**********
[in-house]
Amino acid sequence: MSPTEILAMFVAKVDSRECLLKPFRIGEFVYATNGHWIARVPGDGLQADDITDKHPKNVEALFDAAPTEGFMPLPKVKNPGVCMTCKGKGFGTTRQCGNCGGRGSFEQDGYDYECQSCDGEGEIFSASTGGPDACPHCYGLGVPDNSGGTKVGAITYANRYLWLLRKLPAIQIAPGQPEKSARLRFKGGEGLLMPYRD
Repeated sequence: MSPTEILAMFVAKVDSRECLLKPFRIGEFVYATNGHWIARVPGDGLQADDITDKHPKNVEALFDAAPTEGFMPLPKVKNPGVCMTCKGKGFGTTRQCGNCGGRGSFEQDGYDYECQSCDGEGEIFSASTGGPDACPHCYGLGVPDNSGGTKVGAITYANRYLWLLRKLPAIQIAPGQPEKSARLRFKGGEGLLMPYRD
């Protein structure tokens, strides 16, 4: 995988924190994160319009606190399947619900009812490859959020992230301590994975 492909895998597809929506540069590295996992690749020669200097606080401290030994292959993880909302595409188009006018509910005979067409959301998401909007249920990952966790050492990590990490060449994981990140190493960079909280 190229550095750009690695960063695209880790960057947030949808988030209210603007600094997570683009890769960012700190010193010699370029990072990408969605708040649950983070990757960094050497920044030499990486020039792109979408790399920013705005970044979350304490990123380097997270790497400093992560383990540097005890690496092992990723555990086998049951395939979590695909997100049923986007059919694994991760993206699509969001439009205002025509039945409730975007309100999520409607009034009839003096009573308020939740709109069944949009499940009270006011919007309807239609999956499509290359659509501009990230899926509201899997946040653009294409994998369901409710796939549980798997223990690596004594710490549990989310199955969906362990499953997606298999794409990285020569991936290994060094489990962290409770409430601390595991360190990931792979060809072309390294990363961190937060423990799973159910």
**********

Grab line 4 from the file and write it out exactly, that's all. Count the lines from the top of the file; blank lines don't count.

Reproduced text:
């Protein structure tokens, strides 16, 4: 995988924190994160319009606190399947619900009812490859959020992230301590994975 492909895998597809929506540069590295996992690749020669200097606080401290030994292959993880909302595409188009006018509910005979067409959301998401909007249920990952966790050492990590990490060449994981990140190493960079909280 190229550095750009690695960063695209880790960057947030949808988030209210603007600094997570683009890769960012700190010193010699370029990072990408969605708040649950983070990757960094050497920044030499990486020039792109979408790399920013705005970044979350304490990123380097997270790497400093992560383990540097005890690496092992990723555990086998049951395939979590695909997100049923986007059919694994991760993206699509969001439009205002025509039945409730975007309100999520409607009034009839003096009573308020939740709109069944949009499940009270006011919007309807239609999956499509290359659509501009990230899926509201899997946040653009294409994998369901409710796939549980798997223990690596004594710490549990989310199955969906362990499953997606298999794409990285020569991936290994060094489990962290409770409430601390595991360190990931792979060809072309390294990363961190937060423990799973159910």